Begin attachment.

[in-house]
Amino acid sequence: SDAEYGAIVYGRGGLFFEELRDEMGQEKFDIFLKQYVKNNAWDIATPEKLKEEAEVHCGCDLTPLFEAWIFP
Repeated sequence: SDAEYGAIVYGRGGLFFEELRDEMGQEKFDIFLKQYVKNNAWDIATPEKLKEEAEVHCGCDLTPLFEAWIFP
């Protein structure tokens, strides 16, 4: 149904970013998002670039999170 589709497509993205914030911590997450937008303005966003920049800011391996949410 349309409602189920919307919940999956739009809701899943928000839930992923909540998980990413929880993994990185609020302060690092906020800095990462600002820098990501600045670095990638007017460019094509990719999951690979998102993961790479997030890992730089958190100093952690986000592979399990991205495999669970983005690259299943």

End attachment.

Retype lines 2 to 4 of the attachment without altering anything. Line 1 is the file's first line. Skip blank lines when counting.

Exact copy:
Amino acid sequence: SDAEYGAIVYGRGGLFFEELRDEMGQEKFDIFLKQYVKNNAWDIATPEKLKEEAEVHCGCDLTPLFEAWIFP
Repeated sequence: SDAEYGAIVYGRGGLFFEELRDEMGQEKFDIFLKQYVKNNAWDIATPEKLKEEAEVHCGCDLTPLFEAWIFP
């Protein structure tokens, strides 16, 4: 149904970013998002670039999170 589709497509993205914030911590997450937008303005966003920049800011391996949410 349309409602189920919307919940999956739009809701899943928000839930992923909540998980990413929880993994990185609020302060690092906020800095990462600002820098990501600045670095990638007017460019094509990719999951690979998102993961790479997030890992730089958190100093952690986000592979399990991205495999669970983005690259299943």